All Things Well
The incident in today’s Gospel is recorded only by Mark. The key line is what the crowd says at the end: “He has done all things well.” In the Greek, this echoes the creation story, recalling that God saw all the things he had done and declared them good (see Genesis 1:31).
Mark also deliberately evokes Isaiah’s promise, which we hear in today’s First Reading that God will make the deaf hear and the mute speak. He even uses a Greek word to describe the man’s condition (mogilalon = “speech impediment”) that’s only found in one other place in the Bible—in the Greek translation of today’s Isaiah passage, where the prophet describes the “dumb” singing.
The crowd recognizes that Jesus is doing what the prophet had foretold. But Mark wants us to see something far greater—that, to use the words from today’s First Reading: “Here is your God.”
Notice how personal and physical the drama is in the Gospel. Our focus is drawn to a hand, a finger, ears, a tongue, spitting. In Jesus, Mark shows us, God has truly come in the flesh.
What He has done is to make all things new, a new creation (see Revelation 21:1-5). As Isaiah promised, He has made the living waters of baptism flow in the desert of the world. He has set captives free from their sins, as we sing in today’s Psalm. He has come that rich and poor might dine together in the Eucharistic feast, as James tells us in today’s Epistle.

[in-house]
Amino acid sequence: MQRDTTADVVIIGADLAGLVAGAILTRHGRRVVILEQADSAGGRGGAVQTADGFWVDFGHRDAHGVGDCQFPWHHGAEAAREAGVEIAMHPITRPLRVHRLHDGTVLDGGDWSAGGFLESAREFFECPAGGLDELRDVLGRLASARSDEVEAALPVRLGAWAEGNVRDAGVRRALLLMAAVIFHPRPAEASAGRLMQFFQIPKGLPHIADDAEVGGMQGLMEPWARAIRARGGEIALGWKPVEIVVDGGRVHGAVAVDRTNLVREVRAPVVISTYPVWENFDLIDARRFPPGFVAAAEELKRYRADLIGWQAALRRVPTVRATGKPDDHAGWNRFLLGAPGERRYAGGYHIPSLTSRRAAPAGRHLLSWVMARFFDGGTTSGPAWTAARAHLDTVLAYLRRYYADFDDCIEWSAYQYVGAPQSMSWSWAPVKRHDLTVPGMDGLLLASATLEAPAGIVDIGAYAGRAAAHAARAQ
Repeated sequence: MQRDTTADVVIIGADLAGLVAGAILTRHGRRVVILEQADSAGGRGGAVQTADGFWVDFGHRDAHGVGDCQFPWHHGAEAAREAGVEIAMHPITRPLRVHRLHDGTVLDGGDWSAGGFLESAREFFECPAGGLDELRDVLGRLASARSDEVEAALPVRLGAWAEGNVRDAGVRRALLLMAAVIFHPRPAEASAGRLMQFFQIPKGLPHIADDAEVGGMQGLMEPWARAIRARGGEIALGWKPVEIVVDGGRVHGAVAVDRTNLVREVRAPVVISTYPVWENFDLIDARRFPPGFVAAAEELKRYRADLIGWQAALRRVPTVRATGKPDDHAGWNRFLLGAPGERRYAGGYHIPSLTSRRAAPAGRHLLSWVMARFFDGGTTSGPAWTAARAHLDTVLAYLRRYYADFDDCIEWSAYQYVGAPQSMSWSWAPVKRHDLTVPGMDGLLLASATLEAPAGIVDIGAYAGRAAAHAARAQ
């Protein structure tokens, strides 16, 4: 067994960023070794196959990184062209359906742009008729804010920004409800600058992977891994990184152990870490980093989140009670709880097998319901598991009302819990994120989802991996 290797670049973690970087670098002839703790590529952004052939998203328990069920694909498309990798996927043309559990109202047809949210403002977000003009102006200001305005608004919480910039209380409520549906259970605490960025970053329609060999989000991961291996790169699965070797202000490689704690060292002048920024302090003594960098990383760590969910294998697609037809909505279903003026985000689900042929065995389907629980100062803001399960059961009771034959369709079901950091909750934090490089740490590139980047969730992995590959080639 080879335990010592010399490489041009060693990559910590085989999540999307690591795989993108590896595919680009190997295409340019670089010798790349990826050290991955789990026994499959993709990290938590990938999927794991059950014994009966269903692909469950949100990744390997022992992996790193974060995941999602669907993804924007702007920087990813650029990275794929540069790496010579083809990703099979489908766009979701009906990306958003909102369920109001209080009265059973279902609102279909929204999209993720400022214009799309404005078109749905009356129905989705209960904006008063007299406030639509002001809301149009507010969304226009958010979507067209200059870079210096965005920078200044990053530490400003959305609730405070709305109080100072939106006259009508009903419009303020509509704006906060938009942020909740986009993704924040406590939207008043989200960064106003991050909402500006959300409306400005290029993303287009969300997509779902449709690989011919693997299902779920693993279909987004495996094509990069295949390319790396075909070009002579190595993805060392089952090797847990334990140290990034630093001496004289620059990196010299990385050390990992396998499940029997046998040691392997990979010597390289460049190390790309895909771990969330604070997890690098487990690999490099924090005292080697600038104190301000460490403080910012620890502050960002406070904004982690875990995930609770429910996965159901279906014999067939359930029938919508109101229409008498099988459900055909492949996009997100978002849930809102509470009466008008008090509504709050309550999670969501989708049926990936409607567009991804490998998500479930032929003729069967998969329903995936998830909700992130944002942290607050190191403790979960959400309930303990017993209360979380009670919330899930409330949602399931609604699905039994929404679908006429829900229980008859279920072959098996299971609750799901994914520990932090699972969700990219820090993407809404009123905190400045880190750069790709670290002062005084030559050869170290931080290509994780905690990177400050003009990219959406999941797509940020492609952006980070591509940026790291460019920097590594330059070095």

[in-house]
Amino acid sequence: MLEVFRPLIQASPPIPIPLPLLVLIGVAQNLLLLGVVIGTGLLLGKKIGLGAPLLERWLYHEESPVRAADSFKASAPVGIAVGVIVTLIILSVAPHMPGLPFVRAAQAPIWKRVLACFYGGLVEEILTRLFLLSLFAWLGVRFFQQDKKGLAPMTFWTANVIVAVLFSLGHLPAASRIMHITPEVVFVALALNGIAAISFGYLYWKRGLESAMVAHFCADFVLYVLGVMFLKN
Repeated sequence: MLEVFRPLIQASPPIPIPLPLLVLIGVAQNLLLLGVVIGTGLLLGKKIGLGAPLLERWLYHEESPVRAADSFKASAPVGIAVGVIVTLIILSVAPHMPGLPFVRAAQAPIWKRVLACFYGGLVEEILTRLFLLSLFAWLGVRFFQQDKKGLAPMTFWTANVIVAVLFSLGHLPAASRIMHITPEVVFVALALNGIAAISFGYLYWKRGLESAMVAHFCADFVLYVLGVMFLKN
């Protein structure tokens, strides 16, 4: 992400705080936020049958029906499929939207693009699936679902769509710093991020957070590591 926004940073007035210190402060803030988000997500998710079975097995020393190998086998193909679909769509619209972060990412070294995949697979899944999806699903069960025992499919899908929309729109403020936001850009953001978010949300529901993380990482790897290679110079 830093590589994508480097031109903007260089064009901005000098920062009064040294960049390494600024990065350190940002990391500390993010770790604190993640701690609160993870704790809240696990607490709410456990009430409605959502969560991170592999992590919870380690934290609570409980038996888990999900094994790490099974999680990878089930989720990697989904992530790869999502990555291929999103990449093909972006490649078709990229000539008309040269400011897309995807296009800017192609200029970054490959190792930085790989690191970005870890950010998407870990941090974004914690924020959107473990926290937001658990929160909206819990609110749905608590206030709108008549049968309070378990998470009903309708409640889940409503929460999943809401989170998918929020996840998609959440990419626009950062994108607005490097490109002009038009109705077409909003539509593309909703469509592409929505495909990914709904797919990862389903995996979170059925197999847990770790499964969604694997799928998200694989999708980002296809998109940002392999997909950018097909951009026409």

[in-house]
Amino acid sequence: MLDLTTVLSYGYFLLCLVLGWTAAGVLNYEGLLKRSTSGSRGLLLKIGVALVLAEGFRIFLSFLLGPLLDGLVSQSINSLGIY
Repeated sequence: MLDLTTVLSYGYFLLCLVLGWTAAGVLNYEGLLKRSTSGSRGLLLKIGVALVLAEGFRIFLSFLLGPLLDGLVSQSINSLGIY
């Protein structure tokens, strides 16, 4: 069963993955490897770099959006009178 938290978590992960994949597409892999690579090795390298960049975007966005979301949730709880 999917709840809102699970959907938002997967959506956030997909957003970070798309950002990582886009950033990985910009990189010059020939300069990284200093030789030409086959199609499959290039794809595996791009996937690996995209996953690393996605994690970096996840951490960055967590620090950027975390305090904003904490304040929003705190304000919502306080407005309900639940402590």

He has done for each of us what He did for that deaf mute. He has opened our ears to hear the Word of God, and loosed our tongues that we might sing praises to Him.
Let us then, in the Eucharist, again give thanks to our glorious Lord Jesus Christ. Let us say with Isaiah, Here is our God, He comes to save us. Let us be rich in faith, that we might inherit the kingdom promised to those who love Him.Article URL: http://www.salvationhistory.com/homily_helps/september_9th_2012_-_twenty-third_sunday_in_ordinary_time/